If you have arthritis that impacts only one side of your knee, you may be a strong candidate for a procedure called knee osteotomy. The purpose of a knee ostomy is to shift your body weight, alleviating pressure on the damaged portion of your knee and redirecting it to the healthy side. Osteotomy can also be used as a more conservative approach to a total knee replacement, delaying the replacement for as long as ten years. To learn more about knee osteotomy and whether it might be beneficial for you, contact Kristofer J. Jones, MD, in Los Angeles today.
Young, active people who only have arthritis on one side of the knee are the best candidates for knee osteotomy. Additionally, surgery is only warranted if the arthritis is causing pain or disability extensive enough to justify a procedure.
However, only a qualified surgeon, such as Dr. Jones, can help you determine whether you’re a good candidate for this procedure. As such, a thorough diagnostic examination will always precede any osteotomy.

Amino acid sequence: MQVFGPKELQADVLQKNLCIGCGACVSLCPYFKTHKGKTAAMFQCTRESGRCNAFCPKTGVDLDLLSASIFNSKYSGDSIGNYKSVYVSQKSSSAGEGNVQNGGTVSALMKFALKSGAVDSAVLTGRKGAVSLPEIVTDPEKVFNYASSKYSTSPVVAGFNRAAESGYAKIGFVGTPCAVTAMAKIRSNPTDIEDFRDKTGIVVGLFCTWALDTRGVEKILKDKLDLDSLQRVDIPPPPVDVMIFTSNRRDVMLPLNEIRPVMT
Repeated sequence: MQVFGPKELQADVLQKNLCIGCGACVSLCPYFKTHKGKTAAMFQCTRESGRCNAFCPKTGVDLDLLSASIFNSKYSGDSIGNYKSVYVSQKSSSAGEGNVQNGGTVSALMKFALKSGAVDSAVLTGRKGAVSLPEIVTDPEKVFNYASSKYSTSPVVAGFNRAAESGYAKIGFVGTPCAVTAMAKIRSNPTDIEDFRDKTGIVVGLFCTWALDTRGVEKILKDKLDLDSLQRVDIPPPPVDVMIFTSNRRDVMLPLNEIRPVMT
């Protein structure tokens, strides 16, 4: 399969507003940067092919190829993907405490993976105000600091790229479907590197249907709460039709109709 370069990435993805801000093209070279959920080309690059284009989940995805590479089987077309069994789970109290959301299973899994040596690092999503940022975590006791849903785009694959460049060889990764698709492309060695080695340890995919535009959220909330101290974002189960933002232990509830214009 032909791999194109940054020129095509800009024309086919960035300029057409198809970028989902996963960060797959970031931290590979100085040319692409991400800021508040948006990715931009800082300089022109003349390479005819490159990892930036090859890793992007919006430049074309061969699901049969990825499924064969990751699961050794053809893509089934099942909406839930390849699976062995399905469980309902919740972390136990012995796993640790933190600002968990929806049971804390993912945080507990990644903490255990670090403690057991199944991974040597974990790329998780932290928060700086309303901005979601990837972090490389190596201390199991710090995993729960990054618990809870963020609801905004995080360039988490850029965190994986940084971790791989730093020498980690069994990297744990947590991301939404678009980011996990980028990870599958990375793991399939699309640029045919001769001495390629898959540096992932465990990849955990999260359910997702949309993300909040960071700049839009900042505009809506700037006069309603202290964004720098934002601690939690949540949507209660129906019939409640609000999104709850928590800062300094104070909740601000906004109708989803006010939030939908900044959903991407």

When you arrive for surgery, you register in patient admissions and receive an identifying wristband before being led to a holding room. Here, a nurse reviews some information with you, measures your vital signs, and requests that you change into a gown.
Next, you’re taken to the operating room for your procedure, which Dr. Jones performs after administering general anesthesia or sedation. That measure ensures you don’t experience pain or anxiety and you won’t remember the procedure later.
When you wake up, you find yourself in the recovery room, where Dr. Jones and his nurses monitor your vital signs to ensure a safe recovery.
Knee osteotomy is an in-patient procedure, which means it usually requires a hospital stay. Most patients spend 2-4 days in the hospital before they’re discharged and allowed to recover at home.
You may need to wear a brace or cast on your knee for several weeks to ensure it heals in the right position. Additionally, you’ll need crutches for as long as six weeks to prevent further injury and allow healing. Dr. Jones also prescribes physical therapy to restore your knee's functionality completely.
There are several things you can do to help manage pain and promote healing at home, including: